Trapiche crystals are some of the rarest types of crystals on Earth.
Very specific geologic conditions need to occur for this geometric phenomenon to take place.
Amethyst is one such stone that has been found with the trapiche pattern.
Here are some ways to tell a real trapiche amethyst from a fake.
Trapiche Amethyst (A Guide )
What does ‘trapiche’ even mean?
A trapiche is a primitive type of mill used in the Middle Ages to extract juice from food items like olives, grapes, and sugarcane.
It is known for having six spokes shooting out from a center point in the shape of a starfish.
Trapiche amethyst, along with other trapiche gems, naturally has this six-pointed, starfish-like pattern imprinted in the crystal itself.
Little is known about how exactly it’s constructed, but these spokes are created from mineral inclusions.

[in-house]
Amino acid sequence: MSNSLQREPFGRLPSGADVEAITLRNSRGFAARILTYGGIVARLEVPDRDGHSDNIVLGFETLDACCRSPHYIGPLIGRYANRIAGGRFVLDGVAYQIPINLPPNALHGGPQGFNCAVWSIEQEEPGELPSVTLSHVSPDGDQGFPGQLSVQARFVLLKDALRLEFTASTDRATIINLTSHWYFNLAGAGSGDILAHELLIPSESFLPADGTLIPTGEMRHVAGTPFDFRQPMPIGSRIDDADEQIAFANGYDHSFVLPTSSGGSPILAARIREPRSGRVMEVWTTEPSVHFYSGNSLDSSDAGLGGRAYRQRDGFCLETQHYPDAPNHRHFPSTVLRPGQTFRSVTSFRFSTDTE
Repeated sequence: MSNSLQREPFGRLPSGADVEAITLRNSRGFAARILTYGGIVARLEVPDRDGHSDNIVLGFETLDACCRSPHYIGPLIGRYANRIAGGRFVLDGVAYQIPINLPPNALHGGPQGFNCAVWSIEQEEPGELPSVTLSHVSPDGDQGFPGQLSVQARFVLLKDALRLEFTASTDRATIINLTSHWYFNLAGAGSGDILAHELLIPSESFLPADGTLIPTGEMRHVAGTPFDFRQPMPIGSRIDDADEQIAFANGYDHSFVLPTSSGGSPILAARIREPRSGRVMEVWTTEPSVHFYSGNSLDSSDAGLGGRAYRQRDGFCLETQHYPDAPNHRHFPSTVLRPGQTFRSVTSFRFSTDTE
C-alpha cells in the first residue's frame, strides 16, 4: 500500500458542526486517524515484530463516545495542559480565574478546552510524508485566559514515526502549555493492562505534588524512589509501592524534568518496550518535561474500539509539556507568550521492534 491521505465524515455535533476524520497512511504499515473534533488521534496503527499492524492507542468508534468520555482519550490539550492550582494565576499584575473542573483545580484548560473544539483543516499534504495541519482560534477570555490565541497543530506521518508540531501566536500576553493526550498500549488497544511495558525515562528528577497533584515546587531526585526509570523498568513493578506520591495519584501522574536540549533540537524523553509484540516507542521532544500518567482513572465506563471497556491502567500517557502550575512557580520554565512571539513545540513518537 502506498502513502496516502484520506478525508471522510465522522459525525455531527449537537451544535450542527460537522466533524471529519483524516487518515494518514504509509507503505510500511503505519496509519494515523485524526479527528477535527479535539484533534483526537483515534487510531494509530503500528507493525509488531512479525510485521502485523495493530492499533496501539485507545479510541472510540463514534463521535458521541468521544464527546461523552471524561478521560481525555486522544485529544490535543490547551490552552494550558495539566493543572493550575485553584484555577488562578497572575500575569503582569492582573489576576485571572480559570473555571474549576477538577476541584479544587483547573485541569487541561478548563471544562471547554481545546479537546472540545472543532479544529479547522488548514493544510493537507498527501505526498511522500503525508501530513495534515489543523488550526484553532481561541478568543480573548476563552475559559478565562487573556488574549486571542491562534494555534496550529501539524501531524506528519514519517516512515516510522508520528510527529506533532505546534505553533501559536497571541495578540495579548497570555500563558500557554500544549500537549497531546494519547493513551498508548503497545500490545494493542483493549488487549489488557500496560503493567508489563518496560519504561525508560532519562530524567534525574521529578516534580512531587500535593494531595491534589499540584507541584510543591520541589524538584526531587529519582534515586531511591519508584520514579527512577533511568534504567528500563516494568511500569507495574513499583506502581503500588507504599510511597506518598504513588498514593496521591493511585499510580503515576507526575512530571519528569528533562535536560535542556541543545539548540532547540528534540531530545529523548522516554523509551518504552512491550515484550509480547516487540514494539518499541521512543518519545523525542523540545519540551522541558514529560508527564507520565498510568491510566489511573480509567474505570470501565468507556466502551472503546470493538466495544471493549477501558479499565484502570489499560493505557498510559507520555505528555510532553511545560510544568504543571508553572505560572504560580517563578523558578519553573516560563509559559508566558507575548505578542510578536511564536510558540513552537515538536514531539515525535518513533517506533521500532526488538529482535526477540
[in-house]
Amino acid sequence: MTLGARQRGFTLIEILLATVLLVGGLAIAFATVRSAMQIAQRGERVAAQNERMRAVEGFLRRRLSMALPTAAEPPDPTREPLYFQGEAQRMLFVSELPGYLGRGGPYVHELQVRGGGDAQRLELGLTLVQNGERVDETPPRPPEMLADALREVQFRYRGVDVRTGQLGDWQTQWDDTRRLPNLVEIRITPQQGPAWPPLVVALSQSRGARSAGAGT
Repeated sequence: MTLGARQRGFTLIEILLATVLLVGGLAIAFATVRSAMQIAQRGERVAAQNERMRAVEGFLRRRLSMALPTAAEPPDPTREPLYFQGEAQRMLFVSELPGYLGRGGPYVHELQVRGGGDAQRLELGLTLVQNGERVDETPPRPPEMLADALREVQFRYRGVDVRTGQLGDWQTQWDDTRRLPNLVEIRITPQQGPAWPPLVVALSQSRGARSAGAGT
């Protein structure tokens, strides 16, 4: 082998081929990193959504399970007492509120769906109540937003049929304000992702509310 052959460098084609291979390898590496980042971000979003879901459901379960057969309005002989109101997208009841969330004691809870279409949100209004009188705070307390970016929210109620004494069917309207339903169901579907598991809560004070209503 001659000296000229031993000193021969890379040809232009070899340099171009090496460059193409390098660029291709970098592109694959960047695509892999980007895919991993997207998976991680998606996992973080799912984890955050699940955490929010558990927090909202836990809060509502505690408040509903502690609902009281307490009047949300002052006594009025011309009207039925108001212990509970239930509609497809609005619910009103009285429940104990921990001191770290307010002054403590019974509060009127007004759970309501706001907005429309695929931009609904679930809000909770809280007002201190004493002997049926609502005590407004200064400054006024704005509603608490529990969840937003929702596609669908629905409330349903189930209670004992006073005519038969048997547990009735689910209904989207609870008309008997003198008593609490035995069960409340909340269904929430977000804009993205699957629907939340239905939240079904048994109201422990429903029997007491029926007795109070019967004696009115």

They form an equivalent pattern due to mineral zoning and the crystal’s symmetrical formation.
There are two types of trapiche gems: type A, the most common, or type B, which is incredibly rare.
In type A, the mineral inclusion is what forms the pattern inside the crystal.
In type B, it is reversed and the crystal itself is what becomes the spokes.
Either of these types creates a stunning crystalline display.
Amethyst is a type of quartz known for its purple color.
It is the birthstone for February and one of the most popular crystals among collectors.
It is commonly found as tumbled stones, decorative sculptures, and jewelry.
Many spiritual individuals use it for healing practices.
It has an almost identical chemical makeup as clear quartz, which is formed from silicon and oxygen and it makes a tetrahedral crystal formation.
It is an abundant stone, found commonly throughout the entire world.
However, trapiche amethyst specifically is so unique that it is rarely ever found.
How to Identify Trapiche Amethyst
Since trapiche stones are incredibly rare, they are very valuable.
Here are ways to identify trapiche amethyst and ensure that it is genuine.
What color is it?
Amethyst is a specific kind of quartz that comes in different shades of purple.